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Credit crunch highlights governance, transparency

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The global crisis in financial markets fuels the trend to improve oversight and control of enterprise information to proactively mitigate risk and prepare for next wave of compliance pressures. Improving processes and reducing costs are the keys to success in any volatile global economy.

While no one can predict the full impact of the mortgage crisis gripping Wall Street and Main Street, one likely outcome is a renewal of the culture of compliance that took root in the wake of Enron's collapse a few years ago.
For many organisations, it means stepped up efforts to improve the management of documents and emails supporting key regulatory processes. Better information governance can help organisations maintain stakeholder trust, improve transparency in a new wave of regulatory scrutiny and uncover new opportunities for cost reductions.
"For large companies, information governance is a major challenge, given the complexity of information systems across many departments, plus a store of electronic content that grows daily," comments Cheryl McKinnon, director of collaborative content management at Open Text. "Companies in many industries have made progress over the last few years to tap into this mountain of information to improve controls. But there's still more to do in corporations and government to establish comprehensive governance strategies, particularly with today's increasingly global, distributed work environment."
According to McKinnon, information governance is even more important, given the likelihood of new regulations in the U.S. and other countries to address the causes of the current financial crisis.
"An information governance strategy prepares your organisation to meet new regulatory rules sooner, because processes and controls are already in place: there is full transparency into how information flows through the organisation."
A governance strategy for content of all types and forms is particularly critical as more organisations adopt new forms of collaboration, Web 2.0 and other tools to help geographically dispersed staff work together without incurring travel or carbon footprint costs.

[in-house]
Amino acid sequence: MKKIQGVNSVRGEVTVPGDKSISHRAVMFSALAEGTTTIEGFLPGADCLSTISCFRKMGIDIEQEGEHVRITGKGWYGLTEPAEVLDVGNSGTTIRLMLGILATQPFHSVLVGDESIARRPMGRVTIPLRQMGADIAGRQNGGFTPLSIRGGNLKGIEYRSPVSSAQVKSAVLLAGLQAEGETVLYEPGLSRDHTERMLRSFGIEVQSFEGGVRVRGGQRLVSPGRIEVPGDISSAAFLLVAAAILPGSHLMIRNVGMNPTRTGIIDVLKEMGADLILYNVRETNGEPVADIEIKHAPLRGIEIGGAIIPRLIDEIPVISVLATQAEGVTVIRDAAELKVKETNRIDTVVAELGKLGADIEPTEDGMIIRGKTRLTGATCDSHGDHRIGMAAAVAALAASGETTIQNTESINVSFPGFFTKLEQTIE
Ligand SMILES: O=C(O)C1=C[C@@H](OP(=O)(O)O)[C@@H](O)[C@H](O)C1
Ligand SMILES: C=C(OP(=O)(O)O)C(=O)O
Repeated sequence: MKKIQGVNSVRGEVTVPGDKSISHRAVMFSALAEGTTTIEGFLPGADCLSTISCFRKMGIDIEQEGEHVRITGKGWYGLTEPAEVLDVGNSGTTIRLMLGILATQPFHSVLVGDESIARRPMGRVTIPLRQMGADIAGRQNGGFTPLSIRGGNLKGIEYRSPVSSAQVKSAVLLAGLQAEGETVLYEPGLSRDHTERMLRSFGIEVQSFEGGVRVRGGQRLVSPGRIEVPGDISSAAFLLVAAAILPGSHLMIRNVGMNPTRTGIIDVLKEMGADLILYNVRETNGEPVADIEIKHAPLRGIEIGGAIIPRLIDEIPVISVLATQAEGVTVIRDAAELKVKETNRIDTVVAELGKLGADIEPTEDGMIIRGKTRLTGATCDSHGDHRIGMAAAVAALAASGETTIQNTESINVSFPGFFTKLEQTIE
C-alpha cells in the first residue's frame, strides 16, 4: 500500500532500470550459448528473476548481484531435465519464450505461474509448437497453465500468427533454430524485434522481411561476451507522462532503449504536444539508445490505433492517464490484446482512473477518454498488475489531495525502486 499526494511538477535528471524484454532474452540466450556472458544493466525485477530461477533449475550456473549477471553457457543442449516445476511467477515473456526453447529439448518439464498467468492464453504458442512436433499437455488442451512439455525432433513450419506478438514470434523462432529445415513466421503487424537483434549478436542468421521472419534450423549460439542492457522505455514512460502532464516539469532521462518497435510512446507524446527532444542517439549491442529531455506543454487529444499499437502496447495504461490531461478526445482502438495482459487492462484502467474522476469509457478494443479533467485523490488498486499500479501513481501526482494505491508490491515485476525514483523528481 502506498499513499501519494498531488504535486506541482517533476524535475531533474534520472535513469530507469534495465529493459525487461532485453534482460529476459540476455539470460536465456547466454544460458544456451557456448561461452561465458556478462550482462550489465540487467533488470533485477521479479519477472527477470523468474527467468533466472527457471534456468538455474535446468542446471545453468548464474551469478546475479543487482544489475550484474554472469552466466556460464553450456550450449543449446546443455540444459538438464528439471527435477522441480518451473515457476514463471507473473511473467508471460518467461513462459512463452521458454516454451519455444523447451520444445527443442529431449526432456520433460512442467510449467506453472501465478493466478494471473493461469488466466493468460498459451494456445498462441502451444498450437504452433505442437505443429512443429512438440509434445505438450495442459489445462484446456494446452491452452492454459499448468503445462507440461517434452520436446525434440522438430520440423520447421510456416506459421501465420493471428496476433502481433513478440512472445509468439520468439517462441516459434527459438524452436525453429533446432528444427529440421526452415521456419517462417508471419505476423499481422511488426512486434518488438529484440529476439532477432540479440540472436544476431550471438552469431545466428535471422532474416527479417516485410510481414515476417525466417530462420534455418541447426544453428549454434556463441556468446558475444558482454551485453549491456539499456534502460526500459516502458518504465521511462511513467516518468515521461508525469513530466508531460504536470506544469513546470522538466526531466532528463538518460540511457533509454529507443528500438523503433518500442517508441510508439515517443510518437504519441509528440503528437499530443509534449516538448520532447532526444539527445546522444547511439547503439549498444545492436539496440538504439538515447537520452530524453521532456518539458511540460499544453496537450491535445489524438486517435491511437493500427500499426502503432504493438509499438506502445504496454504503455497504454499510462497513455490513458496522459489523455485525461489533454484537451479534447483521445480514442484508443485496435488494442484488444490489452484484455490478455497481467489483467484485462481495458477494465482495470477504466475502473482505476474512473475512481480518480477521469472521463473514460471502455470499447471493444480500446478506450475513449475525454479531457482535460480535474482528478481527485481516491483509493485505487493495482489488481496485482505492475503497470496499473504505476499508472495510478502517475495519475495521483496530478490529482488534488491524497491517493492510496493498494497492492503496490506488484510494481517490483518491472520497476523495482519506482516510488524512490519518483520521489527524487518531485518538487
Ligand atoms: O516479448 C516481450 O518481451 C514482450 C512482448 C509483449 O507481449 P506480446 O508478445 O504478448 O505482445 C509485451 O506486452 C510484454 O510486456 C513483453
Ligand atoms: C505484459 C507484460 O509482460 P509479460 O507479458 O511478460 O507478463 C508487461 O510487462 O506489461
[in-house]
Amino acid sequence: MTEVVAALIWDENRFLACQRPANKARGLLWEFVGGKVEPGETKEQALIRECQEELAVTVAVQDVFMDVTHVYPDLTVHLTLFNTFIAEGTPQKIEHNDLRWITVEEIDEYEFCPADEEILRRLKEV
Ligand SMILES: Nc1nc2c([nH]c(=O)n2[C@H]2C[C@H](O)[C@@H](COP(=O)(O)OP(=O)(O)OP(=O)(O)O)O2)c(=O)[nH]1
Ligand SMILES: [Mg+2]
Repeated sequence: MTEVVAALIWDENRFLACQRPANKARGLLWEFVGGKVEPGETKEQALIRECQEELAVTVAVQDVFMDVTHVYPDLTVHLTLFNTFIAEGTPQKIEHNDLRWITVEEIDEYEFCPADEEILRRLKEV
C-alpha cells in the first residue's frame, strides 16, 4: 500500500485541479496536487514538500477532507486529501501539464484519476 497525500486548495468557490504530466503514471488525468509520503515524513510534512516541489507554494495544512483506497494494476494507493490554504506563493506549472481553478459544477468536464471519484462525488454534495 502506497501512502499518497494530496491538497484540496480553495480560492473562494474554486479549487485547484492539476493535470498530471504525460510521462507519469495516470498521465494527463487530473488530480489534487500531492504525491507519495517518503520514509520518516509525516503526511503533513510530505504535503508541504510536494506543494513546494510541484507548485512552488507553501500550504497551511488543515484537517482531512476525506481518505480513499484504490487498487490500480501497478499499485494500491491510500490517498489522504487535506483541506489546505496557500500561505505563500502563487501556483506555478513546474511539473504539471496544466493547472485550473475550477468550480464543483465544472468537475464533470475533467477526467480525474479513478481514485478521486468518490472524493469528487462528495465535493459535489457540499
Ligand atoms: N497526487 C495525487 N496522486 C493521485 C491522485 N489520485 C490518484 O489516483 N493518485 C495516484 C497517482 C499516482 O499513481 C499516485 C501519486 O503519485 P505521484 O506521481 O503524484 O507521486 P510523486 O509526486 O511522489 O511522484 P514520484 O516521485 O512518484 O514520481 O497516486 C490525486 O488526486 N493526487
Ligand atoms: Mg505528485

The right governance strategy helps organisations capture and preserve content from these collaborative applications. This not only helps organisations meet regulatory and discovery rules, it also creates a corporate memory, where critical information on best practices can be preserved for future projects.
Potential disruptive forces in the enterprise will bring this requirement back to the surface in the event that information workers shift jobs, leave the organisation or face merger and acquisition upheavals.
To be successful, organisations must approach information governance as an enterprise-wide endeavour, rather than limit the scope to specific departments. This is critical to ensuring all important information, no matter where it's stored in an organisation, is managed consistently, under the same set of rules.
"You may decide to address information governance requirements in stages over time, but your strategy should be based on a review of people, processes and content across the organisation. Companies that take this approach often expose potential legal or regulatory risks," adds McKinnon.
Integrated records and document management, collaboration, archiving, internal controls, email management, document capture/imaging, and content-centric workflows are the ECM components that form the cornerstone of an information governance strategy. These technologies allow organisations to manage information across its natural business lifecycle, define critical documents or emails that must be managed and preserved according to specific rules, and allow organisations to manage electronic information, hard-copy documents and communication of key policies, procedures and controls within the business.
Organisations can also see cost improvements and efficiencies from an effective information governance strategy.
"With today's global economy and increased competitive pressures, companies have to look hard at every opportunity to lower costs and improve operations," concludes McKinnon. "Information governance also takes into account content from processes such as accounts payable or receivables, where customers can use ECM to improve
processes and reduce costs. Open Text offers ECM solutions that support companies' compliance initiatives, while helping them manage information more efficiently to reduce costs and improve processes."